We got to the hospital at around 1am on Sunday. The nurses at the hospital treated me like a threat. They whispered about me. When I entered the birthing ward, I had to say, “Hi. I’m the prospective Adoptive Parent for X-baby” (because that sounds totally fucking natural – it’s not invasive at all). Everyone knew who we were, and either completely ignored us or were very awkward with us. They acted like they had never seen an adoptive couple before, which felt really strange. The nurse walked us to a room as our social worker had arranged for us to have a hospital room just like mothers who birth have. She stood in the doorway and pointed to the bathroom and towels and asked us if we needed anything. Then she said, “let me see if I can get the baby.” In my head and my dreams, I have been wondering for years what this day is like. But after so many losses, I found it hard to be anything but scared. I didn’t want to bond to this baby, because what if like all the other babies – she wasn’t mine. After a few minutes, the nurse returned with Olive. She was swaddled in a little blanket and had a bow on her head. I didn’t know what to do or how to act. I didn’t cry. I wasn’t excited. I just did what I thought I should do. I picked her up and held her. The nurse gave me a bottle, so I fed her. Or I tried to. I either wasn’t good at it or she wasn’t hungry. I don’t know, I just assumed I wasn’t doing it right. The nurse didn’t offer any advice – in fact, she just walked away, which was unexpected. To be honest, I was so tired. I had traveled all day, and I wanted to take a shower, and I desperately needed sleep. The nurse soon came back and took Olive to the nursery so we could sleep, and I was glad for it. I didn’t want to be with her, because I was terrified of losing her. I was also doubting myself that anyone should trust me to take care of a newborn. My head began to fill with doubt and negative thoughts and self-defeating words…don’t attach…she will change her mind…protect yourself. My head was telling me that I should run away…this is too scary…you need to leave. I started to have a panic attack. And all night long, I didn’t sleep. The next two days were much of the same on repeat. I was absolutely TERRIFIED anytime my husband would leave me alone, even if it was only for fifteen minutes to run and get us food. And I mean, this was an intense feeling – the feeling that I was going to die. My anxiety had NEVER been so bad before. And the hospital was of absolutely no help to me. Nurses came in and out to check on Olive, but never offered any advice, let alone look me in the eye. Aside from being terrified, I worried about Olive. She was small and she wasn’t eating great from the bottle. She was gassy and I didn’t know how to burp her the right way. The nurses ran out of the room as soon as they were done checking on her, and I felt too tired and timid to chase after them to ask for help. I felt so defeated and scared that I was going to fuck up and not be able to care for this tiny human. Further, the hospital had only given me a wrist band that matched Olive. That meant that I had to be in the room with Olive at all times. Shawn (my husband) did not get a wrist band, so he could not be alone with Olive. I asked if he could have one and I was told that they only print three, and typically that is two for the parents and one for the baby. One was on Olive’s birth mom, one on me, and one on Olive. That’s it. Not only was I in limbo, but I was trapped. I couldn’t go for a walk. I couldn’t get fresh air. I couldn’t go to our hotel and unpack. I really, really felt like I needed to nest in our hotel. My instincts were calling to me to go to that hotel room and organize and control that environment because everything else was out of my control. But I could not. I was chained to the hospital room and my anxiety. No escape. I was away from all our family and friends, too. There was no one there to help. In between all the other thoughts, I thought of Olive’s birth parents and birth family. They were going to experience loss like I had. I cried for them and for Olive. I was glad that they had agreed to an open adoption, and I vowed to do everything I could to maintain those relationships.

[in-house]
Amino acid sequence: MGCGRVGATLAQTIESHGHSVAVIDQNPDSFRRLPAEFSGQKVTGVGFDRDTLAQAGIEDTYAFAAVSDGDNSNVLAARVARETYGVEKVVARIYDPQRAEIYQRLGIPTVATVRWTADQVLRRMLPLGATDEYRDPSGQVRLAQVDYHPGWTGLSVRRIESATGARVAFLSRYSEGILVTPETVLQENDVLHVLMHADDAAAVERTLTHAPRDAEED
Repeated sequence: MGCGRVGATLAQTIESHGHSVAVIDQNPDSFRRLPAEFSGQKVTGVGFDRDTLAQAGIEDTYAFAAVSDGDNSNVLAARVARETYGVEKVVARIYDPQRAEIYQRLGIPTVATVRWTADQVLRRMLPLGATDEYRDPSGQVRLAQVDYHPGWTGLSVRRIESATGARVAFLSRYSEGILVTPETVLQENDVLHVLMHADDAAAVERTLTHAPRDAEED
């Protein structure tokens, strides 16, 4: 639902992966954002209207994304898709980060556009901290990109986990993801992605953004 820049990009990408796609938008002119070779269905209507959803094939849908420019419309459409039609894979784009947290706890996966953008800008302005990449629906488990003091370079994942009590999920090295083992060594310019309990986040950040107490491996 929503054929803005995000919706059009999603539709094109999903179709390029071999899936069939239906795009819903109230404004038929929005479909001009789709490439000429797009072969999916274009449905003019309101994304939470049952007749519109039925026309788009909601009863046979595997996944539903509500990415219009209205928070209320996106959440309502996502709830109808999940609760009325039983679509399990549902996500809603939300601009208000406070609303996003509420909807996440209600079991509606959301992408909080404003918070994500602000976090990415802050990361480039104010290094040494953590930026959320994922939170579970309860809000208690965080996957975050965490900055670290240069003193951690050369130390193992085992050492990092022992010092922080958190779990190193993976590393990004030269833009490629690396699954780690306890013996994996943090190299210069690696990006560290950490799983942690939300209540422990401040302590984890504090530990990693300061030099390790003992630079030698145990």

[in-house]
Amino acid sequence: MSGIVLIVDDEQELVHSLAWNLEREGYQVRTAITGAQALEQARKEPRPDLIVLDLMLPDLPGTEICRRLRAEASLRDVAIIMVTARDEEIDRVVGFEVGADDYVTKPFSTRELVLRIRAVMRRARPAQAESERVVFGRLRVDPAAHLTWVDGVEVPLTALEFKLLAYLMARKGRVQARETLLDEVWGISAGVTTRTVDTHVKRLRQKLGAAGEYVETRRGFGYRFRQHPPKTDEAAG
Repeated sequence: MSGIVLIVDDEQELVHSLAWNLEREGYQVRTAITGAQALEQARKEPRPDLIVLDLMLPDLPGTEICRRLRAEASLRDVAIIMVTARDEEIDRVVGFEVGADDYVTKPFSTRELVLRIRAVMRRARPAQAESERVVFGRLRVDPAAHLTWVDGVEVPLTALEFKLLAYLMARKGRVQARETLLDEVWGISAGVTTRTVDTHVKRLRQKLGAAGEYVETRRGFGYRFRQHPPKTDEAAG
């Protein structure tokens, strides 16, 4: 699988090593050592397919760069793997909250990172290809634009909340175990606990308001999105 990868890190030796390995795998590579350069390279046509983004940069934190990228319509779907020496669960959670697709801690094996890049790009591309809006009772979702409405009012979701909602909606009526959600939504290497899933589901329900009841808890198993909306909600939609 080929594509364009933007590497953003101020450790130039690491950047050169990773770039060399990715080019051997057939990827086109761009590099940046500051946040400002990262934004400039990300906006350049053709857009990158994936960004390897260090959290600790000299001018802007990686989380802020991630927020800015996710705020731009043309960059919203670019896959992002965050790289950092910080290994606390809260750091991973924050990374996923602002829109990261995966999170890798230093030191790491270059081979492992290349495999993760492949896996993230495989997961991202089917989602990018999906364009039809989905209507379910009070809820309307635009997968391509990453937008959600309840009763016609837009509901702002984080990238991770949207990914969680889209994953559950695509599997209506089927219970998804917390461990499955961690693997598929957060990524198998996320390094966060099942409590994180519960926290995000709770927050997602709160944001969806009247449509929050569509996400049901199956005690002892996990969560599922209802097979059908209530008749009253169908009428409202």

On the third day, our room was filled with attorneys and social workers. This was THE day. The day that I would either become a parent or go home with nothing but a loss I was already well acquainted with. In between my horrible thoughts and anxiety, I had to smile. I had to meet Olive’s birth family and pretend I was over the moon in love, so ecstatic to have her, when what I was feeling was shame, fear, guilt, and remorse. I had to smile at social workers and attorneys. See my big smile? See how good I am doing? Olive’s birth mother is an amazing woman and she lovingly trusted us with her on that day and forever. With the stroke of a pen, the signature of an attorney, and the seal of a notary, we were given guardianship. A few days later, we had to go to court in front of a judge where we were granted temporary custody, and full custody pending we meet the obligations of our post placement visits back home – we would have full legal custody in a month. Although there was a huge burden lifted off of me, I didn’t get the relief that I expected I would from the successful adoption. It took me many, many months to bond and to feel comfortable and to feel ok with being called Olive’s mom.